Square’s mission is to make commerce easy for thousands of small business owners and their customers. The company’s ethos is reflected in every detail of their software and hardware products, with a crisp, minimalist design that is both intuitive and elegant.
When Square approached us to design their new San Francisco Headquarters, we arrived at several fundamental objectives: to foster an open, fully transparent corporate culture in keeping with their startup roots; to flexibly accommodate the company’s growth through clear and intuitive workplace organization; and to complement the company’s brand through careful consideration of architectural detail.
The design transforms a former Bank of America data center—which was undistinguished, windowless, and never designed for office use—into a first class workspace. Constructed in two phases, the project encompasses nearly 300,000-square-feet of space distributed over four floors. The large 100,000-square-foot floor plates, which allow many employees close proximity to one another, also pose a challenge to organizing space in a comprehensible way.
This challenge was addressed by designing a workplace that relies on principles of urban design; by taking cues from cities such as Dubrovnik and Savannah, the design establishes clear circulation routes with visual landmarks that break down the scale of these vast floor plates.
A central boulevard serves as the organizational spine for the office floors. Lined with communal tables and cabanas, and punctuated by “civic” landmarks—including a library, gallery, and cafe—the boulevard functions as a primary hub for team collaboration and social interaction. Along the boulevard, a delicatessen and coffee bar each provide unique dining alternatives to the company’s full-service restaurant.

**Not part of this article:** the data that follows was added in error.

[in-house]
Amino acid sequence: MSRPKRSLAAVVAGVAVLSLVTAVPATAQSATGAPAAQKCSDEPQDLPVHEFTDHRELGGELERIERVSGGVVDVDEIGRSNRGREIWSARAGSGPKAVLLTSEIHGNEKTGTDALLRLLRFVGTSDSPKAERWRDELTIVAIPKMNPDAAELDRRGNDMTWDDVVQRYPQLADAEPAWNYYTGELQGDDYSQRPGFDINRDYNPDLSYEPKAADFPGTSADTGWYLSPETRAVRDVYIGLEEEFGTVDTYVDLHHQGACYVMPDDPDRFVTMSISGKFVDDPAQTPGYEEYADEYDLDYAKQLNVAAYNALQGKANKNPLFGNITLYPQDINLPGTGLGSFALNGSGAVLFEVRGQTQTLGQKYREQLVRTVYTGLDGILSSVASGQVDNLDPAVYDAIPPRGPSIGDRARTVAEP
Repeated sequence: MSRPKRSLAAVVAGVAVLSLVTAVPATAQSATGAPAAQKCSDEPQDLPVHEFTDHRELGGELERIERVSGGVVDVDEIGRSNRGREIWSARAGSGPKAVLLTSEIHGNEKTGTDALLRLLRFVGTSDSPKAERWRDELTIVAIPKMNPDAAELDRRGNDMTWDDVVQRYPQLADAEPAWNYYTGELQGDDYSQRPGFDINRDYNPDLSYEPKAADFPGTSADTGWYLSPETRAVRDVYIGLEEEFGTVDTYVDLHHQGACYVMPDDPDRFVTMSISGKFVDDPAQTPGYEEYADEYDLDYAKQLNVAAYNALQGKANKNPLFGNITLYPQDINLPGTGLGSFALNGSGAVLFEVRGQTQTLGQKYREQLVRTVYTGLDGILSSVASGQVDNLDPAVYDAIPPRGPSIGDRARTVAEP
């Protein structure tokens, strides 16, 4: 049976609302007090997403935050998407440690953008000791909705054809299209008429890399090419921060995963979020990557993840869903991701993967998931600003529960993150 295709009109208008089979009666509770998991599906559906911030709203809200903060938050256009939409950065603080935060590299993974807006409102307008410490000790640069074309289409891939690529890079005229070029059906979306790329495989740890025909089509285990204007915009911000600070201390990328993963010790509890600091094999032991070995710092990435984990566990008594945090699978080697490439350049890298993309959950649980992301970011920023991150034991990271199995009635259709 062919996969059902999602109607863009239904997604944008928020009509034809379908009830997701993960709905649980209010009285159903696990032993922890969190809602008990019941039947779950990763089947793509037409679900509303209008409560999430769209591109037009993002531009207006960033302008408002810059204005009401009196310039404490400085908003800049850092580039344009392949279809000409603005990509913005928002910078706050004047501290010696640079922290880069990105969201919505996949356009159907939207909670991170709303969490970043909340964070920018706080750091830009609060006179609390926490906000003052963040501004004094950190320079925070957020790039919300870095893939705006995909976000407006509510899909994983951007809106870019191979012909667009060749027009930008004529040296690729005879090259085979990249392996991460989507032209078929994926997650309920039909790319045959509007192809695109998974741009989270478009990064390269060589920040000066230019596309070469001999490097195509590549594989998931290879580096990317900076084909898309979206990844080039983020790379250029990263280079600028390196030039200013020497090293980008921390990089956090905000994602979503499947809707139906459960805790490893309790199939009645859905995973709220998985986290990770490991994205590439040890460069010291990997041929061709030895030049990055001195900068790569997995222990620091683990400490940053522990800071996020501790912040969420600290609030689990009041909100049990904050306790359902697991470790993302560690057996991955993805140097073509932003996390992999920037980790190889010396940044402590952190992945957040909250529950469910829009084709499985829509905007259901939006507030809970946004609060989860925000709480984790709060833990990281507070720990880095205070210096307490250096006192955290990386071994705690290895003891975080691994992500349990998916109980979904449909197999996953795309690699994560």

Operated by local Square merchants, Andytown Coffee Roasters and Wise Sons Delicatessen, these spaces also serve as in-house testing ground for the company’s latest product developments. Anchoring the boulevard, a monumental amphitheater stair unifies the office floors and provides a flexible venue for a host of activities, from individual focus to large presentations.
Custom white square tables support these activities while also providing a delicate sculptural counterpoint to the grand gesture of the stair. On the eighth floor, a more intimately scaled ‘Square Stair’ connects the office floor to the main dining level. By connecting all four floors along this central boulevard, the design encourages chance encounters and generates vitality comparable to the urban marketplace the company serves.
The project’s clean lines and predominantly white interiors are a reflection of Square’s visual identity. In open areas, the exposed steel structure is painted white to reflect as much daylight as possible into the deep floor plates. Natural wood elements, detailed with locally salvaged eucalyptus and bamboo plywood, provide visual interest in the common spaces.
Color is applied selectively to demarcate key landmarks and evoke the Bay Area locale; international orange and pacific blue are used as the two primary accent hues. The resulting palette is a timeless expression of modern design that resonates with Square’s brand identity. Source by Bohlin Cywinski Jackson.
- Location: San Francisco, USA
- Architect: Bohlin Cywinski Jackson
- Design Principal: Gregory Mottola
- Project Manager: Christopher Orsega
- Project Team: Michael Kross, Helene Gregoire, Shawn Wood, Lena Shah, Ashley Hinton, Alex Gregor, Rosa Sheng, Christina Cho, Nicholas Ruiz
- Construction Manager: Project Focus/Alistair Shearer
- General Contractor: BCCI Construction
- MEP Engineers: CB Engineers
- Structural Engineers: Tipping Mar
- Lighting (phase I): Banks Ramos Architectural Lighting Design
- Lighting (phase II): Niteo
- Acoustical: Charles M. Salter & Associate
- AV/Security/Telecom: RLS
- Food Service: Presidio Design Group, Inc.
- Life Safety: The Fire Consultants
- Client: Square, Inc.
- Size: 300,000 SF
- Completed: Winter 2015
- Photographs: Matthew Millman, Courtesy of Bohlin Cywinski Jackson
Article by Marco Rinaldi